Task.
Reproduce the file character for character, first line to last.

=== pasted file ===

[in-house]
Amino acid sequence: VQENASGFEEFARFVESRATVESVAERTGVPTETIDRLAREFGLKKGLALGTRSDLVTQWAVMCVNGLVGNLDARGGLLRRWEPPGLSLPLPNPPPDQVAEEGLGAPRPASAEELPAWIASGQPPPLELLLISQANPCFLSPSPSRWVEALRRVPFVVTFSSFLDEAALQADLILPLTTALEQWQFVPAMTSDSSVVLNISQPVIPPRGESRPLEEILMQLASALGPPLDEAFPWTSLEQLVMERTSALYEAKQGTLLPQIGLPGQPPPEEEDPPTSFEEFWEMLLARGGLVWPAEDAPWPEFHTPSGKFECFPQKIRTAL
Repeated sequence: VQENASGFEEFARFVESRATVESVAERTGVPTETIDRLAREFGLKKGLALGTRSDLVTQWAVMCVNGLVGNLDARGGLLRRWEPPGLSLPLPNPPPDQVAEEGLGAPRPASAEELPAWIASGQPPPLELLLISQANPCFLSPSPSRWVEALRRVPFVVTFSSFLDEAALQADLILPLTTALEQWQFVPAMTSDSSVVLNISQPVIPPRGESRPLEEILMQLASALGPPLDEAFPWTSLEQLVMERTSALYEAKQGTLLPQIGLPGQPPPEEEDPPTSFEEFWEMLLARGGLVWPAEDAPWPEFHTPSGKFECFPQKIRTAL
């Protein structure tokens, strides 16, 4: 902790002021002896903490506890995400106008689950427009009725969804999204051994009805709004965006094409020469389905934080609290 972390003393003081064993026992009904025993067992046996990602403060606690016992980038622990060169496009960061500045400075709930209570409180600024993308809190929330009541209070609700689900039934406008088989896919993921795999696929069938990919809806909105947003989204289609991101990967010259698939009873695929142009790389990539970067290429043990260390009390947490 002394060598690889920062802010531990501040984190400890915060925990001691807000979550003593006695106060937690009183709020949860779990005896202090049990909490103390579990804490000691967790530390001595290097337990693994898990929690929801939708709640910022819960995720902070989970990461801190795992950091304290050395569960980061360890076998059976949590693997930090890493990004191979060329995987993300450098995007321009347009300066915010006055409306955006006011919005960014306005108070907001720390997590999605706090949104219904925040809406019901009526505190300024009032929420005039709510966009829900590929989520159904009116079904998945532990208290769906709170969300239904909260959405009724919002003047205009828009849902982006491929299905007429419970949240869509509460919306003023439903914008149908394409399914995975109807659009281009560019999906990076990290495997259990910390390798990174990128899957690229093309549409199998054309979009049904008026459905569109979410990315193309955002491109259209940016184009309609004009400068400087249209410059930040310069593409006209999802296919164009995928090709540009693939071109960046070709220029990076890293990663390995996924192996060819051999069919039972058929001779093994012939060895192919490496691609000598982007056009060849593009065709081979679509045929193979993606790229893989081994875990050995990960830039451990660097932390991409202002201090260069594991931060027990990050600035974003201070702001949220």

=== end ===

[in-house]
Amino acid sequence: VQENASGFEEFARFVESRATVESVAERTGVPTETIDRLAREFGLKKGLALGTRSDLVTQWAVMCVNGLVGNLDARGGLLRRWEPPGLSLPLPNPPPDQVAEEGLGAPRPASAEELPAWIASGQPPPLELLLISQANPCFLSPSPSRWVEALRRVPFVVTFSSFLDEAALQADLILPLTTALEQWQFVPAMTSDSSVVLNISQPVIPPRGESRPLEEILMQLASALGPPLDEAFPWTSLEQLVMERTSALYEAKQGTLLPQIGLPGQPPPEEEDPPTSFEEFWEMLLARGGLVWPAEDAPWPEFHTPSGKFECFPQKIRTAL
Repeated sequence: VQENASGFEEFARFVESRATVESVAERTGVPTETIDRLAREFGLKKGLALGTRSDLVTQWAVMCVNGLVGNLDARGGLLRRWEPPGLSLPLPNPPPDQVAEEGLGAPRPASAEELPAWIASGQPPPLELLLISQANPCFLSPSPSRWVEALRRVPFVVTFSSFLDEAALQADLILPLTTALEQWQFVPAMTSDSSVVLNISQPVIPPRGESRPLEEILMQLASALGPPLDEAFPWTSLEQLVMERTSALYEAKQGTLLPQIGLPGQPPPEEEDPPTSFEEFWEMLLARGGLVWPAEDAPWPEFHTPSGKFECFPQKIRTAL
């Protein structure tokens, strides 16, 4: 902790002021002896903490506890995400106008689950427009009725969804999204051994009805709004965006094409020469389905934080609290 972390003393003081064993026992009904025993067992046996990602403060606690016992980038622990060169496009960061500045400075709930209570409180600024993308809190929330009541209070609700689900039934406008088989896919993921795999696929069938990919809806909105947003989204289609991101990967010259698939009873695929142009790389990539970067290429043990260390009390947490 002394060598690889920062802010531990501040984190400890915060925990001691807000979550003593006695106060937690009183709020949860779990005896202090049990909490103390579990804490000691967790530390001595290097337990693994898990929690929801939708709640910022819960995720902070989970990461801190795992950091304290050395569960980061360890076998059976949590693997930090890493990004191979060329995987993300450098995007321009347009300066915010006055409306955006006011919005960014306005108070907001720390997590999605706090949104219904925040809406019901009526505190300024009032929420005039709510966009829900590929989520159904009116079904998945532990208290769906709170969300239904909260959405009724919002003047205009828009849902982006491929299905007429419970949240869509509460919306003023439903914008149908394409399914995975109807659009281009560019999906990076990290495997259990910390390798990174990128899957690229093309549409199998054309979009049904008026459905569109979410990315193309955002491109259209940016184009309609004009400068400087249209410059930040310069593409006209999802296919164009995928090709540009693939071109960046070709220029990076890293990663390995996924192996060819051999069919039972058929001779093994012939060895192919490496691609000598982007056009060849593009065709081979679509045929193979993606790229893989081994875990050995990960830039451990660097932390991409202002201090260069594991931060027990990050600035974003201070702001949220």